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Americans are World Champions in Philanthropy

USA Today:
The biggest chunk of the donations, $96.82 billion or 32.8%, went to religious organizations. The second largest slice, $40.98 billion or 13.9%, went to education, including gifts to colleges, universities and libraries. About 65% of households with incomes less than $100,000 give to charity, the report showed.
"It tells you something about American culture that is unlike any other country," said Claire Gaudiani, a professor at NYU's Heyman Center for Philanthropy and author of The Greater Good: How Philanthropy Drives the American Economy and Can Save Capitalism. Gaudiani said the willingness of Americans to give cuts across income levels, and their investments go to developing ideas, inventions and people to the benefit of the overall economy. Gaudiani said Americans give twice as much as the next most charitable country, according to a November 2006 comparison done by the Charities Aid Foundation. In philanthropic giving as a percentage of gross domestic product, the U.S. ranked first at 1.7%. No. 2 Britain gave 0.73%, while France, with a 0.14% rate, trailed such countries as South Africa, Singapore, Turkey and Germany.
Philanthropy is on the rise in Germany, and various organizations and media outlets describe the US as a role model for Germany.
One reason, why Germans do not donate as much as Americans could be that the German welfare state is bigger, i.e. Germans pay taxes rather than donate money to help the poor, the sick, and to finance religious groups. German solidarity is organized via taxes rather than donations. Both systems have advantages and disadvantages.
Still, Davids Medienkritik has a good point: "Why aren't these amerikanische Verhältnisse headline news in German media?"

Related posts in the Atlantic Review:
Learning from America: Philanthropy and Immigration
Importing the American Spirit of Civic Responsibility to Germany
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Americans donate and volunteer a lot for good causes abroad

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Austrian on :

It makes a huge difference if donations are tax-exempt or not. In Austria, we are quite charitable as far as I know, but I cannot deduct my donations from my taxes, or I would give a great deal more. Remember, too, that we have a church tax, while churches in the USA, including the Catholic church, have to rely entirely on donations. Then all those donations to schools and universities are really donations from the rich to other rich people, or at best the middle class. The same goes for donations to museums, etc., which are mostly to enhance social standing among the rich, and do nothing for the needy. You simply cannot directly compare donations in two such different systems.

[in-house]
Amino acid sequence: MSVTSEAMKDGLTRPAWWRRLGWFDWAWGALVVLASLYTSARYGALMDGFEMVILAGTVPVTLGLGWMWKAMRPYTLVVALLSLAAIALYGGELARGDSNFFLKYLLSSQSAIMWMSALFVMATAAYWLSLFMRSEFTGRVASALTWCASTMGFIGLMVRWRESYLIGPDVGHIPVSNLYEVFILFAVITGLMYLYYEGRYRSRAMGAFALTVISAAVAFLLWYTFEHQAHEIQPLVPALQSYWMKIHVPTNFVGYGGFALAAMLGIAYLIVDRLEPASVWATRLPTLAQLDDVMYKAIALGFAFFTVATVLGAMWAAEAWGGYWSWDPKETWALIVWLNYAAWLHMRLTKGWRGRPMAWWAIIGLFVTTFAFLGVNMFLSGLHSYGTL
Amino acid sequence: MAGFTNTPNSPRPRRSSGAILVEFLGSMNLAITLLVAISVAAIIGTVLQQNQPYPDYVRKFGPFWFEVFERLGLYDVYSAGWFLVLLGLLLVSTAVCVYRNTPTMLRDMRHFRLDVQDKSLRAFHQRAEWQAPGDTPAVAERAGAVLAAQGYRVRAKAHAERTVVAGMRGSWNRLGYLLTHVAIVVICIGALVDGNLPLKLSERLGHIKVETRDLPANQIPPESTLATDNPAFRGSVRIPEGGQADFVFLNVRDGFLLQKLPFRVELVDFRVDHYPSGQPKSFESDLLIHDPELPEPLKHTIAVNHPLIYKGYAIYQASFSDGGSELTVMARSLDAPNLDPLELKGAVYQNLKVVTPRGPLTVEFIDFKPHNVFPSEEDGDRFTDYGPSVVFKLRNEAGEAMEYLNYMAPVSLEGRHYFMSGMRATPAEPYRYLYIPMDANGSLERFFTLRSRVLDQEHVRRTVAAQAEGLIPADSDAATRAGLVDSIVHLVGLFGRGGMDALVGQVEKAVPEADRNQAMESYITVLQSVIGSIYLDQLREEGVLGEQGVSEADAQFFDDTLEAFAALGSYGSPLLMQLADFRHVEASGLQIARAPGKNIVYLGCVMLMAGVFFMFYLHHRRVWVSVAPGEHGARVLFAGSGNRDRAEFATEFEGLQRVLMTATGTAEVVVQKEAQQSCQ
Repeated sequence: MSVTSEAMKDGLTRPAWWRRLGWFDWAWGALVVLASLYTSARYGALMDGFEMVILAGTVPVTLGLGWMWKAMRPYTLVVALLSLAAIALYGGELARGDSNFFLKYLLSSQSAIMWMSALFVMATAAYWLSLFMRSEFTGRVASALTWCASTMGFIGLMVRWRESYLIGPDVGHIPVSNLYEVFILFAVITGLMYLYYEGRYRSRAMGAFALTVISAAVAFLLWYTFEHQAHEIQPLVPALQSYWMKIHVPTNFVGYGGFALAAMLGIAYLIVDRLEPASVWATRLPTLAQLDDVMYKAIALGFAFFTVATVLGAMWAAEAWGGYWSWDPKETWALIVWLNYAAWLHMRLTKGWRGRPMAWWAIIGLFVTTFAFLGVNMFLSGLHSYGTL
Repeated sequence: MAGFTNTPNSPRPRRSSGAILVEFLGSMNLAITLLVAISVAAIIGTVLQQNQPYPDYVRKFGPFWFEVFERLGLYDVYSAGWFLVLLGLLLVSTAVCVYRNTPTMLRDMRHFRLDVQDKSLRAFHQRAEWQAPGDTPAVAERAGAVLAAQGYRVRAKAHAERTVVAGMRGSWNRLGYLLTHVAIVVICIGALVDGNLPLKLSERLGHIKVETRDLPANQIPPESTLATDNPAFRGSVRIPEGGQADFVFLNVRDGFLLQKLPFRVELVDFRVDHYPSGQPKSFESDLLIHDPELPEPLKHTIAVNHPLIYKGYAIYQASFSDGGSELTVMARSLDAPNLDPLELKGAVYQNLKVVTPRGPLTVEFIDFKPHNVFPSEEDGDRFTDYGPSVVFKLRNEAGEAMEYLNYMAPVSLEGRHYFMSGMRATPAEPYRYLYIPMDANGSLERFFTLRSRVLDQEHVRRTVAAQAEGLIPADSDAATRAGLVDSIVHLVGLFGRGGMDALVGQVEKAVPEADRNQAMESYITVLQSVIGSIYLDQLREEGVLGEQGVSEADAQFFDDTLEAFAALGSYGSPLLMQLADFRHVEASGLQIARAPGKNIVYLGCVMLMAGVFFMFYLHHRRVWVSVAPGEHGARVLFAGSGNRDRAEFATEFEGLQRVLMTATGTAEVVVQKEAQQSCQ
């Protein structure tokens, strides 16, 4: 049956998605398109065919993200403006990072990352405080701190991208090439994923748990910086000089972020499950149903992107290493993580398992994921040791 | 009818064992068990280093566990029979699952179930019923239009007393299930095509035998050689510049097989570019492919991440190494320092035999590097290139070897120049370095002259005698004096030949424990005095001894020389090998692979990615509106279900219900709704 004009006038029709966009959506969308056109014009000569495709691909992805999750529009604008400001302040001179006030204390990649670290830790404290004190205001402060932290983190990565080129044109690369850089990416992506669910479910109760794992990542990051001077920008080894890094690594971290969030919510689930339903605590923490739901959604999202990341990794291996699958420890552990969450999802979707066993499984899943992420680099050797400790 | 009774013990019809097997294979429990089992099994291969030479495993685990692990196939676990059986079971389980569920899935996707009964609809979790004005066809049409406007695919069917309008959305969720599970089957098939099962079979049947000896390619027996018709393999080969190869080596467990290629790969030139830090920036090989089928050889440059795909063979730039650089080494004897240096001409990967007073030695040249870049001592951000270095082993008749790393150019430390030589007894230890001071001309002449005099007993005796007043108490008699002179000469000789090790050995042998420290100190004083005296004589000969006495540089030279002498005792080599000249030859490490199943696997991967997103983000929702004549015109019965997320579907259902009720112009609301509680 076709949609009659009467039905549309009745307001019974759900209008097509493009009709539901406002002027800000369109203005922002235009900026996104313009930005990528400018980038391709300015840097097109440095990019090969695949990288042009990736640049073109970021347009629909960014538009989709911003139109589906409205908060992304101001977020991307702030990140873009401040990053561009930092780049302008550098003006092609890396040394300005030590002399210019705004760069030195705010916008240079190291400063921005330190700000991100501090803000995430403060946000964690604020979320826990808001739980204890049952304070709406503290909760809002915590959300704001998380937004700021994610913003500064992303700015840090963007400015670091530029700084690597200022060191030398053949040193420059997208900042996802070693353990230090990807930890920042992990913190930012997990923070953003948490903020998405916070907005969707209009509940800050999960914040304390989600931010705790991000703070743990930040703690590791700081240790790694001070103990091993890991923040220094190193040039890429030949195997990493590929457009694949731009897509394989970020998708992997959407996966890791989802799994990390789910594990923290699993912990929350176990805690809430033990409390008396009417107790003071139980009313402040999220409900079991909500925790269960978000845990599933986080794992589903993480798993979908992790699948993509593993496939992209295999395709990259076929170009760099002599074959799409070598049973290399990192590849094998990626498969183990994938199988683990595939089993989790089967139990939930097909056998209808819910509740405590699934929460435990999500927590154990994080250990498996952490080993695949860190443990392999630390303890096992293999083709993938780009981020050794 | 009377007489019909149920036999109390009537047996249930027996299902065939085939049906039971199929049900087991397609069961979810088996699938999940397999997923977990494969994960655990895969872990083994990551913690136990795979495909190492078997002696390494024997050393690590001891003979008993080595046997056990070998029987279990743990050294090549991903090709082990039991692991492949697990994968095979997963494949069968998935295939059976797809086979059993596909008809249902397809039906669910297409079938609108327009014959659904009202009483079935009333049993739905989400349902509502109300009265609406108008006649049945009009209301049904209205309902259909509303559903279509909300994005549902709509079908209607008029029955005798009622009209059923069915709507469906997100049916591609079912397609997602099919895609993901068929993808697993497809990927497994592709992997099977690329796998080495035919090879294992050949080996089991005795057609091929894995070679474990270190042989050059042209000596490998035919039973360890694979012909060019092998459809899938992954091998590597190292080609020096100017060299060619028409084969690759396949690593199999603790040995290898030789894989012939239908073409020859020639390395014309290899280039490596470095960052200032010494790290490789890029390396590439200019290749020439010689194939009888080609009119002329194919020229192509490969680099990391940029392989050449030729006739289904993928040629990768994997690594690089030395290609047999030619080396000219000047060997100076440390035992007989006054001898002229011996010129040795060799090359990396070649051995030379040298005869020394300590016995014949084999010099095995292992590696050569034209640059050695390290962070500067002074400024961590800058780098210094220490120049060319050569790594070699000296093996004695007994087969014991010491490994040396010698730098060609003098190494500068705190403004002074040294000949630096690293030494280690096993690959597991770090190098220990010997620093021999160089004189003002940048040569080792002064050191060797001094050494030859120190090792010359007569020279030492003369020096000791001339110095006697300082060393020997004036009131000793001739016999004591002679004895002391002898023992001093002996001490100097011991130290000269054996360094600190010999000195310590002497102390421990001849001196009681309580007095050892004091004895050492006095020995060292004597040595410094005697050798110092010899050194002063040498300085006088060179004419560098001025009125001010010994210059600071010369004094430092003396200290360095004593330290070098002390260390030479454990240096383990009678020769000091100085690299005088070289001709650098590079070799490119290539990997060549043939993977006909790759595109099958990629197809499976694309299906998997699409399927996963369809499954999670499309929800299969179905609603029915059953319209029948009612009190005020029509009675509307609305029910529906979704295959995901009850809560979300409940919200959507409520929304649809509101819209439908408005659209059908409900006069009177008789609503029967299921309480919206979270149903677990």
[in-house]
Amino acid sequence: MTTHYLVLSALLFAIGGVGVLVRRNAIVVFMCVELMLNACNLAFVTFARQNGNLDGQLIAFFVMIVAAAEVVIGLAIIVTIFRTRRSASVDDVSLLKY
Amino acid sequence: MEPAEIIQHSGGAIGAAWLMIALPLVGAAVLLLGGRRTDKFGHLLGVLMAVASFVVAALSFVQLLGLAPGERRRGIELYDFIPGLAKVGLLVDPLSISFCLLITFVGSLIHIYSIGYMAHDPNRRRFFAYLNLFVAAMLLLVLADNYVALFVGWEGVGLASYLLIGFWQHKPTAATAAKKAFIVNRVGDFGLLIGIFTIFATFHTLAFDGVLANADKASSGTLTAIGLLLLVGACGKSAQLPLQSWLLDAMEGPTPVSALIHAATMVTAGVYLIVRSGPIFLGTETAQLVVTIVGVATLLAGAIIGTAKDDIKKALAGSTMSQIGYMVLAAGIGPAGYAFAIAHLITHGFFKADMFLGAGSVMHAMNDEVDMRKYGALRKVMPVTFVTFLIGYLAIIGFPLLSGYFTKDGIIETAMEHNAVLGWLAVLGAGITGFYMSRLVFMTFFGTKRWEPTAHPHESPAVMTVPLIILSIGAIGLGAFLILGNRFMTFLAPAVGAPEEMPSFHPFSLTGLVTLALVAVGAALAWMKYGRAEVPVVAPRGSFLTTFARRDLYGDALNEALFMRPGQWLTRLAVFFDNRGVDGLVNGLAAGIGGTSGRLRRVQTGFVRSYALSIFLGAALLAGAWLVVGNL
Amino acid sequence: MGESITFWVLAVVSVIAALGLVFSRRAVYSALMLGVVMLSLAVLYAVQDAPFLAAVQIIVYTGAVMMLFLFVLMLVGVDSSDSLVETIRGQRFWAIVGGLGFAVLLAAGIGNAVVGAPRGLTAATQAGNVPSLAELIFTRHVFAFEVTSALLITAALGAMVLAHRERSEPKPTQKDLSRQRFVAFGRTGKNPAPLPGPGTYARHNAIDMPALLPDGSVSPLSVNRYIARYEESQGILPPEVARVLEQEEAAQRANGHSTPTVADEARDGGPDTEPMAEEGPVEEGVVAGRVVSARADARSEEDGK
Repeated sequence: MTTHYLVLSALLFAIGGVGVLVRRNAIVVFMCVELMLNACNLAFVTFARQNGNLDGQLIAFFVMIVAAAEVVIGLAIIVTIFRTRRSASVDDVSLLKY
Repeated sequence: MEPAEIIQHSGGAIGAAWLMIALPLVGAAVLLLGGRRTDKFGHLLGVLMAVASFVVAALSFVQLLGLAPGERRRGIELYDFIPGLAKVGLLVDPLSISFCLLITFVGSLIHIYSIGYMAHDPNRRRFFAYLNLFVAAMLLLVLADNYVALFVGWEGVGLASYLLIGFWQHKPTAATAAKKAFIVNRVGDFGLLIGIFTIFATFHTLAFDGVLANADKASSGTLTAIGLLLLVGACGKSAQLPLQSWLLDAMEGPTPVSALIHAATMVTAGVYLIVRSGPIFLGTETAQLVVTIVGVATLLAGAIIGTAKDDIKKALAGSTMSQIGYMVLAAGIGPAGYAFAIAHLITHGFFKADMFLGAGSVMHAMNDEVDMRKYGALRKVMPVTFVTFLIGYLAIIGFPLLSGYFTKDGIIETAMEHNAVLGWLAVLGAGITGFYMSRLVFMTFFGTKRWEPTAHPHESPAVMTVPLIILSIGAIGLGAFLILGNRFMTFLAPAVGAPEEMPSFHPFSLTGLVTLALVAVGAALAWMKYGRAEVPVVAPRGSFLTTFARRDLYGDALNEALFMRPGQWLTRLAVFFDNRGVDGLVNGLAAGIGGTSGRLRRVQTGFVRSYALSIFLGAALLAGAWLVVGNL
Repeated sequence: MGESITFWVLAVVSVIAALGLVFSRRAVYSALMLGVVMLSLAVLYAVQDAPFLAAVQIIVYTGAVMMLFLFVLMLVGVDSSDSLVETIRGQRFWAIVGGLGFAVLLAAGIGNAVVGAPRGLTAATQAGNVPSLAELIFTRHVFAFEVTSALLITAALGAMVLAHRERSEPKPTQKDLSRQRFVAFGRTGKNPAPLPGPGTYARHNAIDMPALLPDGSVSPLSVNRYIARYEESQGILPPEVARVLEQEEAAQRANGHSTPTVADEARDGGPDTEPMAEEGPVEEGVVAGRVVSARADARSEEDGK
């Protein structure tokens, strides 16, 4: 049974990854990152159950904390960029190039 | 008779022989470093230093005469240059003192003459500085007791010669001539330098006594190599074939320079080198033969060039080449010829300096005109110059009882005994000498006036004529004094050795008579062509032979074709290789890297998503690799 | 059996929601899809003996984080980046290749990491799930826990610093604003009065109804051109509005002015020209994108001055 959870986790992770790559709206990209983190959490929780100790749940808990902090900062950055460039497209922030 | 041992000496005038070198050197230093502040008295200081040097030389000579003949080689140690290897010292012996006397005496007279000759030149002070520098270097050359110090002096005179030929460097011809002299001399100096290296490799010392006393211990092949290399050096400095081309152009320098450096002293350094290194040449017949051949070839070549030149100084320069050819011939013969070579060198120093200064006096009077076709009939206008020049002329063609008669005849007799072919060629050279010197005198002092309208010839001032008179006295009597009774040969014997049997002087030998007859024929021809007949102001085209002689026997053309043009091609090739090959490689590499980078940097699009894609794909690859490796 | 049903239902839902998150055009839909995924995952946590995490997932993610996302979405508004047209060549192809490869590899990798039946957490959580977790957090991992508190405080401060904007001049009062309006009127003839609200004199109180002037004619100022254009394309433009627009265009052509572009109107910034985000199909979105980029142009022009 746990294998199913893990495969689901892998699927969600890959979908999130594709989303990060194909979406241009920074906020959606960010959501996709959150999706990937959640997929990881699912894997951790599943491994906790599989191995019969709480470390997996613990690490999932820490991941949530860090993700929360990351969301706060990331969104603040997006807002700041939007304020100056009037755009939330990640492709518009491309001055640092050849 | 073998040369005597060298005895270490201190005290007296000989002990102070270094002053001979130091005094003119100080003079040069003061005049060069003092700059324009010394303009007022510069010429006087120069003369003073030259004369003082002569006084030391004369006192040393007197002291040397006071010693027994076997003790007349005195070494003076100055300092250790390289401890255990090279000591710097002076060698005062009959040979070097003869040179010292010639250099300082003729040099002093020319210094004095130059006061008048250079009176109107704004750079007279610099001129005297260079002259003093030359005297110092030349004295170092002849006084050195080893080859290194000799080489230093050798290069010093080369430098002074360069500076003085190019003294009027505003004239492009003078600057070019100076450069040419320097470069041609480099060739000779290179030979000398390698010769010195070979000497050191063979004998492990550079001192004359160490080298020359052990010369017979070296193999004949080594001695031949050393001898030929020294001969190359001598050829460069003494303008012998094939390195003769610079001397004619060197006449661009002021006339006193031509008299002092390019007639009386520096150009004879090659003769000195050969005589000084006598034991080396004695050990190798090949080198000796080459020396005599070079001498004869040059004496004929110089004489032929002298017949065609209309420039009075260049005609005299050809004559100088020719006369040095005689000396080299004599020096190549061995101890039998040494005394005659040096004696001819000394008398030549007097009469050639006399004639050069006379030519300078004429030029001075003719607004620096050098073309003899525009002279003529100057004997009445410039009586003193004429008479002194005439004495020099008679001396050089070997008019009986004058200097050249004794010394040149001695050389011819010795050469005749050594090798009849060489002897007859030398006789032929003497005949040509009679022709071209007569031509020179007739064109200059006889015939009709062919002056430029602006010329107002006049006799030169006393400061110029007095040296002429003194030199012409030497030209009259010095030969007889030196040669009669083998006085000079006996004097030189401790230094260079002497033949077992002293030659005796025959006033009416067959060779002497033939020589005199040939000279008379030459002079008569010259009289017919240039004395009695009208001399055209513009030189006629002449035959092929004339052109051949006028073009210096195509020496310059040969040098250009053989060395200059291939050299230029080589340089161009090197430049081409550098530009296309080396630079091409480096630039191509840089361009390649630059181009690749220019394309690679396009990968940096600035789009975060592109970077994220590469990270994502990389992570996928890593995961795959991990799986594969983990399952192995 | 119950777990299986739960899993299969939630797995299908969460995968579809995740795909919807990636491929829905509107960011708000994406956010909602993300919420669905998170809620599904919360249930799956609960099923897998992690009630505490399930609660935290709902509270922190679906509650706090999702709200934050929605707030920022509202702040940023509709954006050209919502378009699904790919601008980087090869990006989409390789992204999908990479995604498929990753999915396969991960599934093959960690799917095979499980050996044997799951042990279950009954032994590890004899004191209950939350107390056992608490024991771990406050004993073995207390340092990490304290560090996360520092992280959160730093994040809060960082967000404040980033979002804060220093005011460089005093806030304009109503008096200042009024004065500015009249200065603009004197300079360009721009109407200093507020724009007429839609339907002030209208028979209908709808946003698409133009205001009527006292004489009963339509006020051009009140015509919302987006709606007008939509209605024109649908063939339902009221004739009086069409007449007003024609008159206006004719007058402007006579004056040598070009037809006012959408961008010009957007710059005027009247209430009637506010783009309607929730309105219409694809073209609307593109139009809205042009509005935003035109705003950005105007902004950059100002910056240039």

Don S on :

One implication of the 'shurch tax' is that the State gives it's approval to specific religions by financing them. That in turn is driven by the political process in the end, is it not? So while all is sweetness and light because the Roman Catholics are tolerating the Lutherans it is possible to forsee a situation far in the future when the Sunni's persecute the Shias in a European country. Pasively by cutting off their funding; or actively by other means? Far in the future I emphasise. Hundreds, nay thousands of years!

Pat Patterson on :

More than 50% of the total dollars donated to charity in the US come from households of earnings of $50,000 or less. 75% comes from households of earnings of $100,000 or less. The very rich may give more dollars but compared to the other two groups they give less per capita, 2.7% vs. 4.2%. The only two groups that give less, percentage wise, are millionaires and the non-working poor, even though they may actually have as much income, via transfer payments and subsidized services, as the working poor. Households with $25,000 in income donate 4.7% a year plus are twice as likely to do volunteer work. If some of the wealthy have the money to donate, to museums, universities, symphonies, operas etc., possibly so that they or their spouses get to serve on the boards of those groups, then so what? Mother Theresa was said to have remarked (doubtful) when asked about taking tainted money from Charles Keating, "...t'aint enough." One reason that the state doesn't support the churches via tax money goes back to the early colonial period when the Anglican Church was the official church and everyone, including Baptists, Moravians, Catholics, Jews, Methodists, Presbyterians, Quakers and Shakers for example were required pay a tax to support the Anglicans who were not only a minority in the colonies but were Loyalists to the core. Plus as a bit of trivia in some states, notably Virginia and New York, people had to go to the Anglican priest for their marriage to be considered legally binding.

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